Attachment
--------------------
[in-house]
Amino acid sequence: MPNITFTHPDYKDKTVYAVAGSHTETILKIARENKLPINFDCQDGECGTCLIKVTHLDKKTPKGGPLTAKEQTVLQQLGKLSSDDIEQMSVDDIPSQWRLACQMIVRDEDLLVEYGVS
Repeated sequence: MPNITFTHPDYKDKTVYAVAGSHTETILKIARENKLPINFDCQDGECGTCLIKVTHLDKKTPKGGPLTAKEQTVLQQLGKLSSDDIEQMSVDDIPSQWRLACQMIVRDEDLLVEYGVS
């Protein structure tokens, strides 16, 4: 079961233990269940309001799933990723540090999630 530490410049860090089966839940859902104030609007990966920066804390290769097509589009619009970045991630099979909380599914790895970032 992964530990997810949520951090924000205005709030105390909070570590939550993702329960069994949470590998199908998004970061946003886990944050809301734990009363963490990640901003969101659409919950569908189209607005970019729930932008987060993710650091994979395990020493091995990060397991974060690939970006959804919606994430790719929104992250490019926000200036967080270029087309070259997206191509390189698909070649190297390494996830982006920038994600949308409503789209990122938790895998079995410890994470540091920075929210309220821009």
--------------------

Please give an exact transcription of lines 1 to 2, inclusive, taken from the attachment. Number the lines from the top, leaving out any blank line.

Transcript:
[in-house]
Amino acid sequence: MPNITFTHPDYKDKTVYAVAGSHTETILKIARENKLPINFDCQDGECGTCLIKVTHLDKKTPKGGPLTAKEQTVLQQLGKLSSDDIEQMSVDDIPSQWRLACQMIVRDEDLLVEYGVS